English Literary Theory Previous Year Question Paper Year 2005 : IsT Year

Q. l.(a) “The mode of being of the new intellectual can no longer consist in eloquence, which is an exterior and momentary mover of feelings and passions, but in active participation in practical life, as constructor, organizer, ‘permanent persuader’ and not just a simple
orator……”

(i) What kind of “new intellectual” does Gramsci promote here?

(ii) What leads to the development of this “new intellec¬tual”,, and what do such intellectuals accomplish ?

Or

“All ideology hails or interpellates concrete individuals as con-crete subjects.”
Discuss Althusser’s concept of the subject in the light of this statement.

(b) “In wrestling nothing exists except in the absolute, there is no symbol, no allusion, everything is presented exhaustively. …. This grandiloquence is nothing but the popular and age-old image of the perfect intelligibility of reality.”

How, according to Barthes, does wrestling produce “the popular and age-old image of the perfect intelligibility of reality” ?

Or

Critically analyse Greenblatt’s concept of the self as discussed in Renaissance Self Fashioning.

(c) “Let us wage a war on totality, let us be withness to the unpresentable, let us activate the difference.”
Comments on Lyotard’s view of postmodernism in the light of this statement.

Or

“If totalization no longer has any meaning, it is ….because of the nature of the field -that is language and a finite language- [which] excludes totalization. This field is in effect that of play, that is to say a field of infinite substitutions only because it is finite, that is to say because instead of being too large, there is something missing from it: a center which arrests and grounds the play of substitutions. One could say…..that this movement of play, permitted by the lack of absence of a center or origin, is the movement of supplementarity”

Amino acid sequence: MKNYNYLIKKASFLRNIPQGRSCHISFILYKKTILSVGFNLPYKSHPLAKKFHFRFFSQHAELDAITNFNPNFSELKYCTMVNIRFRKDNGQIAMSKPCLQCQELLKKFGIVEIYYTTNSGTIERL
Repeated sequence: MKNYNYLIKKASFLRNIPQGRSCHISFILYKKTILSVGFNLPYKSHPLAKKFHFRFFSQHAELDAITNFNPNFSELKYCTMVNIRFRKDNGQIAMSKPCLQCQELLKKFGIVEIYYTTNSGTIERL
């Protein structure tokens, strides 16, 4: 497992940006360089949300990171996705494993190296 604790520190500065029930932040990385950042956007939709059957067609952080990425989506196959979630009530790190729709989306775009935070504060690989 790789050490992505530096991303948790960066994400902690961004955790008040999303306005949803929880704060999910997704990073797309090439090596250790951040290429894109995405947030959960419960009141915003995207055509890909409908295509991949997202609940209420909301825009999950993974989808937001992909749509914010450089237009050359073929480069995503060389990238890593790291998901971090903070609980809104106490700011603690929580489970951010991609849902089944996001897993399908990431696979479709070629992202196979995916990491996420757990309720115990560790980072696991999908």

How does Derrida define the concept of ‘play’ in this passage ? What implications does it have for the reading of a text ?
Answer :

Q. 2. (a) According to Eagleton, “the value-judgements by which [literature] is constituted are historically variable … [and they] them-selves have a close relation to social ideologies.”

Discuss, with examples, how literature is constituted differently in different historical situations and why.

Or

What major historical and social forces led to the rise of English studies in England ?

(b) “The power of critical discourse moves on several levels.”
What different kinds of power relations, in Eagleton’s view, does critical discourse engage in ?

Or

“I wish to recall literary criticism from certain fashionable, new¬fangled ways of thinking it has been seduced by – ‘literature’ as a specially privileged object, the ‘aesthetic’ as separable from social determinants….”

Which “fashionable, new-fangled ways of thinking” does Eagieton refer to ? What, in his view, is the function of literary criticism?
Answer :

Q. 3. How successful is Barrett in offering a materialist under¬standing of the ideology of gender ?

Or

Compare and contrast Showalter’s and Mitchell’s views on women’s writing. Who do you think addresses the problem more accurately and why ?
Answer :

Q. 4. Critically comment on Spivak’s views on subaltern identity
and agency.

Or

What, according to Aijaz Ahmad, are some of the problems and difficulties that a scholar attempting to write a history of Indian literature is bound to encounter ?
Answer :

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